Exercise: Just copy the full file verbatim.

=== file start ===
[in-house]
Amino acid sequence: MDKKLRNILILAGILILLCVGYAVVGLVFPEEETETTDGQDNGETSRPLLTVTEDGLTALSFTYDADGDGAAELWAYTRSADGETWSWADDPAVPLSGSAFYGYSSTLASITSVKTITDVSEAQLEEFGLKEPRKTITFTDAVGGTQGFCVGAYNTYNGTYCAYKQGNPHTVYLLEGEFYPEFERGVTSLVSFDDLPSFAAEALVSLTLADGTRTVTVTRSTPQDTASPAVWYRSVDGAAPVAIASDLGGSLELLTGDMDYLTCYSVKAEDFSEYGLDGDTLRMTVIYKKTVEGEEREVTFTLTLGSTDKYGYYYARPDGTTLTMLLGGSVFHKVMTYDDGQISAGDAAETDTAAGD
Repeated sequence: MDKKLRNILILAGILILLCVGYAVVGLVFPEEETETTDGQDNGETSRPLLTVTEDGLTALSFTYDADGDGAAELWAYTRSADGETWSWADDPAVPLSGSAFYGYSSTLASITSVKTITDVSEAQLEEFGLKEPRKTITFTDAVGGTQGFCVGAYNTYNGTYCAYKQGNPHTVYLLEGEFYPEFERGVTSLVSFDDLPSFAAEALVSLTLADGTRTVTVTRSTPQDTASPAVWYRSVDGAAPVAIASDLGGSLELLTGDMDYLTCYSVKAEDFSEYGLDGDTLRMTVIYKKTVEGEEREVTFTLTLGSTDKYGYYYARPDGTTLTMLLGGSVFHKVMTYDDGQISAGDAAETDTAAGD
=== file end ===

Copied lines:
[in-house]
Amino acid sequence: MDKKLRNILILAGILILLCVGYAVVGLVFPEEETETTDGQDNGETSRPLLTVTEDGLTALSFTYDADGDGAAELWAYTRSADGETWSWADDPAVPLSGSAFYGYSSTLASITSVKTITDVSEAQLEEFGLKEPRKTITFTDAVGGTQGFCVGAYNTYNGTYCAYKQGNPHTVYLLEGEFYPEFERGVTSLVSFDDLPSFAAEALVSLTLADGTRTVTVTRSTPQDTASPAVWYRSVDGAAPVAIASDLGGSLELLTGDMDYLTCYSVKAEDFSEYGLDGDTLRMTVIYKKTVEGEEREVTFTLTLGSTDKYGYYYARPDGTTLTMLLGGSVFHKVMTYDDGQISAGDAAETDTAAGD
Repeated sequence: MDKKLRNILILAGILILLCVGYAVVGLVFPEEETETTDGQDNGETSRPLLTVTEDGLTALSFTYDADGDGAAELWAYTRSADGETWSWADDPAVPLSGSAFYGYSSTLASITSVKTITDVSEAQLEEFGLKEPRKTITFTDAVGGTQGFCVGAYNTYNGTYCAYKQGNPHTVYLLEGEFYPEFERGVTSLVSFDDLPSFAAEALVSLTLADGTRTVTVTRSTPQDTASPAVWYRSVDGAAPVAIASDLGGSLELLTGDMDYLTCYSVKAEDFSEYGLDGDTLRMTVIYKKTVEGEEREVTFTLTLGSTDKYGYYYARPDGTTLTMLLGGSVFHKVMTYDDGQISAGDAAETDTAAGD